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Why the Steelers run game was more successful in Week 4

The Steelers rushing attack is not good yet, but it is getting better.

Pittsburgh Steelers v Green Bay Packers Photo by Stacy Revere/Getty Images

The Pittsburgh Steelers are in the midst of a three-game losing streak. Falling on the road to the Green Bay Packers, the Steelers managed to have more success in the run game, even if that success is not taking the league by storm. So what was different in the running game in Week 4? This is the topic of this week’s vertex.

Let’s get a quick reminder of where this nerdiness is coming from.

Vertex- a single point where two or more lines cross.

Sometimes to make a great point, it takes two different systems of analysis to come together and build off each other in order to drawl a proper conclusion. In this case, the two methods are statistical analysis and film breakdown. Enter Dave Schofield (the stat geek) and Geoffrey Benedict (the film guru) to come together to prove a single point based on our two lines of thinking.

Here comes the breakdown from two different lines of analysis.

The Stats Line:

First off, it’s important to identify the factor in why the Steelers run game was deemed more successful in Week 4. Was it because they rushed for more yards? It was not. The Steelers rushed for 62 yards in Week 4 and they had 75 yards rushing in Week 1. The difference is the Steelers had 21 rushing attempts when they faced the Buffalo Bills versus 16 against the Green Bay Packers. For this reason, the Steelers had their most yards per attempt of the 2021 season of 3.88 versus 3.57 in Week 1.

It should also be noted in the game against Buffalo the Steelers had three kneel downs which cost them three rushing yards on three attempts. But another note would be the Steelers gained one-third of their yards on an end around play to Chase Claypool. So while the Steelers had more yards against the Bills, it was not the conventional running game which was finding success. For example, Najee Harris only rushed for 45 yards on 16 attempts.

Another aspect of the Steelers improved running game, which was mentioned by Mike Tomlin in his press conference, was the Steelers did not have many negative plays. Coming into Week 4, Najee Harris had eight plays in which he had zero or negative rushing yards. In Week 4, Harris only had one play where he didn’t gain yardage which was a play in the second quarter on second and 10 when he was thrown for a 2-yard loss. Otherwise, Harris gained positive yardage on every carry.

One last aspect of the running game was Harris received two third-down rushing attempts against the Packers and converted them both. On the Steelers opening drive, Harris was given the ball on third and one and gained 2 yards for the first down. In the fourth quarter, on a third and three, Harris rushed for 4 yards and a first down.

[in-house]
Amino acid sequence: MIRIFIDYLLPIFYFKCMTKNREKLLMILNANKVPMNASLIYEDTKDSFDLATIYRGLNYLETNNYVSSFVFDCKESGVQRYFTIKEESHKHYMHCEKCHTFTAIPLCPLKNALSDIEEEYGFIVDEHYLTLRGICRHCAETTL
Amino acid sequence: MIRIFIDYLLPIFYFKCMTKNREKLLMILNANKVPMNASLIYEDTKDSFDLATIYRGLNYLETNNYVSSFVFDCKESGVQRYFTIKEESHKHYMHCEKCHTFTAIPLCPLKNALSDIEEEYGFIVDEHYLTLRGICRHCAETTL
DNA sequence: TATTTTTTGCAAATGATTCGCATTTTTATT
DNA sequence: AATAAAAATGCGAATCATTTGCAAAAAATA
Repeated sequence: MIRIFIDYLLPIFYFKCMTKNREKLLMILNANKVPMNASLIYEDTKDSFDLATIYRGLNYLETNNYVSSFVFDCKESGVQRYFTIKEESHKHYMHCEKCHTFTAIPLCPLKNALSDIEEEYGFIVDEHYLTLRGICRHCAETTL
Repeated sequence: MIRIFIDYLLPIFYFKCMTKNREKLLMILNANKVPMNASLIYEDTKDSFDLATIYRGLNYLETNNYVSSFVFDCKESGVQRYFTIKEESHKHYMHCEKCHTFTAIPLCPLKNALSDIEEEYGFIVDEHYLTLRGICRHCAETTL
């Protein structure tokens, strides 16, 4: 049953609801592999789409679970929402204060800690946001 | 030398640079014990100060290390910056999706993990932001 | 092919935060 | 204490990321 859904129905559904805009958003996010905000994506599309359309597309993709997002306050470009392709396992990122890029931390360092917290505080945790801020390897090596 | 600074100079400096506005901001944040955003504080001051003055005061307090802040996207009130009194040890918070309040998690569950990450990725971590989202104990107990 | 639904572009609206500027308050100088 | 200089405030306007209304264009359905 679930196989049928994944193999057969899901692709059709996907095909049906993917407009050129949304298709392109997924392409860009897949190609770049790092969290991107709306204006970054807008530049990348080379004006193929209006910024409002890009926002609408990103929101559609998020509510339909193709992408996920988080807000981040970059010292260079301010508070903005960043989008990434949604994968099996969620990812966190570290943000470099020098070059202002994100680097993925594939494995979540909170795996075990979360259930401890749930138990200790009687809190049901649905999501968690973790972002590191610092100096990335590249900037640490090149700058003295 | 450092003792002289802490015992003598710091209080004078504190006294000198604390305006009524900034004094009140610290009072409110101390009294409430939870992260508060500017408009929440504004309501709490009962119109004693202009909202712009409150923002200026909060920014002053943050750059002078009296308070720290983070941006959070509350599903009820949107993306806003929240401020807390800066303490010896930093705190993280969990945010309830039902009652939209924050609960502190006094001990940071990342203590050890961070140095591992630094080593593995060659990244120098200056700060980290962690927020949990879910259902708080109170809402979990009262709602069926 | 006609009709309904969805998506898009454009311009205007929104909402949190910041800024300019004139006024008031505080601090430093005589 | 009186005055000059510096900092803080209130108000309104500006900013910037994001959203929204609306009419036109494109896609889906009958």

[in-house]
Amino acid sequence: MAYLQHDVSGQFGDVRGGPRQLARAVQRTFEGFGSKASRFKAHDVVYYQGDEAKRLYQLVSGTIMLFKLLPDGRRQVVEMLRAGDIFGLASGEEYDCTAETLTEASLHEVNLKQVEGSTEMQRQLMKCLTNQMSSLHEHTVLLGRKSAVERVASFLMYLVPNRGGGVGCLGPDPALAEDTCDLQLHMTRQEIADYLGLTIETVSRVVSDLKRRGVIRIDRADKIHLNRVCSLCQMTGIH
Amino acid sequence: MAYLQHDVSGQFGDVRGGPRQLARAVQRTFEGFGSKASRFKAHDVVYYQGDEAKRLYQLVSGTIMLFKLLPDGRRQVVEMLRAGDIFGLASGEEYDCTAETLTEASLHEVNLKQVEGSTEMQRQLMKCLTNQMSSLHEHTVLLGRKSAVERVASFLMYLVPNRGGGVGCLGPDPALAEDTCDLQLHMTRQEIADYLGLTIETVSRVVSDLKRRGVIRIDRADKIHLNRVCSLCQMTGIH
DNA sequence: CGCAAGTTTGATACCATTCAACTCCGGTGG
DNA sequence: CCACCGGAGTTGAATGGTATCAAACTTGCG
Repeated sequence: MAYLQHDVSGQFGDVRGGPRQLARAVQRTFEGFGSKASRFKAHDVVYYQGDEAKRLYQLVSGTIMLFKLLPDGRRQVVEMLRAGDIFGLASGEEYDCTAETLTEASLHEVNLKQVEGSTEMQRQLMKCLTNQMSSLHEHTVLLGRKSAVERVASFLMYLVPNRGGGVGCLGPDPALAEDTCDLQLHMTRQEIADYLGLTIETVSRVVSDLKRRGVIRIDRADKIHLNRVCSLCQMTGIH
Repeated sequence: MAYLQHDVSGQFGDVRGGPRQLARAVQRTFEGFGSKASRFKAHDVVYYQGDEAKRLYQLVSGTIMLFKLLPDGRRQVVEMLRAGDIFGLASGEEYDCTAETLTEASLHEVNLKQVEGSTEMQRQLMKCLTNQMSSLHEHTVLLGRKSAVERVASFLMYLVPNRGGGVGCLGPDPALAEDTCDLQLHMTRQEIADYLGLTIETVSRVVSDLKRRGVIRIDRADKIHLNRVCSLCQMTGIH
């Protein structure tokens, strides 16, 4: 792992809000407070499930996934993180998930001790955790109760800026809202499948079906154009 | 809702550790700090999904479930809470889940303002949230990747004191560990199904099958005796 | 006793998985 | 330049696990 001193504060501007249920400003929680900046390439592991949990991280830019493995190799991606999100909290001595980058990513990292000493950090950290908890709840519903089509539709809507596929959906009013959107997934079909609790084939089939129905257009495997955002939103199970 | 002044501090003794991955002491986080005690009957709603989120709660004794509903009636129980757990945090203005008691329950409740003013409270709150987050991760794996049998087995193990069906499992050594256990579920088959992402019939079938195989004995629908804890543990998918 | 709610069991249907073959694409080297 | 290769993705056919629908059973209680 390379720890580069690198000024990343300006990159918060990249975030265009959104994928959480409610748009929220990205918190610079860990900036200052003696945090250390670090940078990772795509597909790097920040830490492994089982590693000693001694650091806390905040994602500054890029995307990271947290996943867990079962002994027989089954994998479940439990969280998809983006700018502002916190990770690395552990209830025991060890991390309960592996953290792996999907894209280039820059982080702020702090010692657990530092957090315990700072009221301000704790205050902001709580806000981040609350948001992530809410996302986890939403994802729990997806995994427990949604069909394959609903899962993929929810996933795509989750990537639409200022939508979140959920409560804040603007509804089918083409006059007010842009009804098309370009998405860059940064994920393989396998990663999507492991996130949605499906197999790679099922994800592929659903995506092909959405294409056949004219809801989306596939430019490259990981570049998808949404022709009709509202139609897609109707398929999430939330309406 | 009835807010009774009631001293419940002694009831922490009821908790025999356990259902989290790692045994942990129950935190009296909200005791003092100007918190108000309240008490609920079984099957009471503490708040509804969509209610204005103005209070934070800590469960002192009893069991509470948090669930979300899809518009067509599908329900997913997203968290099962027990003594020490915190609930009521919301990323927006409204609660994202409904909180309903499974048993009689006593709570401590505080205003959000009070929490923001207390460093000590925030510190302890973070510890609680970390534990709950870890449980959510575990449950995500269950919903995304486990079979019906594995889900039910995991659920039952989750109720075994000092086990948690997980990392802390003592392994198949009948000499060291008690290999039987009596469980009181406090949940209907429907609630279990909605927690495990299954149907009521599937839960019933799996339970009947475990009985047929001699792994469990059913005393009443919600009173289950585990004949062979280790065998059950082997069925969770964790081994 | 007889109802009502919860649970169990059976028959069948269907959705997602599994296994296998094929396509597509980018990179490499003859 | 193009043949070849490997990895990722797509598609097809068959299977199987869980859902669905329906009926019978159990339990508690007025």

Harris only had two third-down rushes before Week 4. In the third quarter of Week 1 against the Bills, Harris gained 2 yards on the third and one. His other attempt came just before halftime against the Bengals on third and 10 where the Steelers tried to run out the clock by handing the ball off to Harris for a 2-yard gain.

So what was different about the running game against the Packers? Was it merely the quality of opponent? The Green Bay Packers are 12th in the league in rushing defense while the Steelers other opponents were 4th (Buffalo), 9th (Cincinnati), and 23rd (Las Vegas). Based on this information, it seems the quality of opponent is inconclusive.

So what was the reason for the improved run game for the Steelers on Sunday? This will come down to looking at the film.

The Film Line:

There are a lot of elements that make up a successful run game, but the main three are the offensive line, the run scheme, and the runner himself. We already know Najee Harris is a fantastic back, I’m not going to go into detail on that, this film room is going to look at the scheme and the blockers to see what was different this time that let the run game get off to a good start.

Steelers v Packers, 1st quarter, 14:32

Watch the right side guard, #69, Kevin Dotson and the center, #53 Kendrick Green.

Green has struggled keeping low and winning leverage battles in his first few games as a pro, this time he doesn’t dominate his opponent, but he’s holding his own 1v1. If you look to the left you see Trai Turner losing a little ground but getting his player out of the run lane. But the beautiful part of this run for me is Kevin Dotson driving linemen from both teams outside then turning back to seal the run lane he just created. We haven’t seen Dotson being the absolute beast he was last season a lot so far this year, but it showed up on this play. Also notice the job both tight ends (farthest two to the left side of the screen) do in blocking. Zach Gentry slows down the defensive end enough to take him out of the play, and Pat Freiermuth comes across the formation to seal the backside, helping Dan Moore Jr. who has been consistently in over his head as a rookie forced to start.

It’s good to see the blocking improve, but I also need to point out how Matt Canada’s scheme helped this play work. Gentry’s block on the edge, #52, is aided by the jet sweep motion, which causes the edge defender to pause before attacking the run, giving Gentry time to get in position and shortening the time he needs to block. Also notice Harris runs right to where the DB #23 was standing, but the sweep took that DB out of that lane. When you add in the pre-snap motion, it’s even better.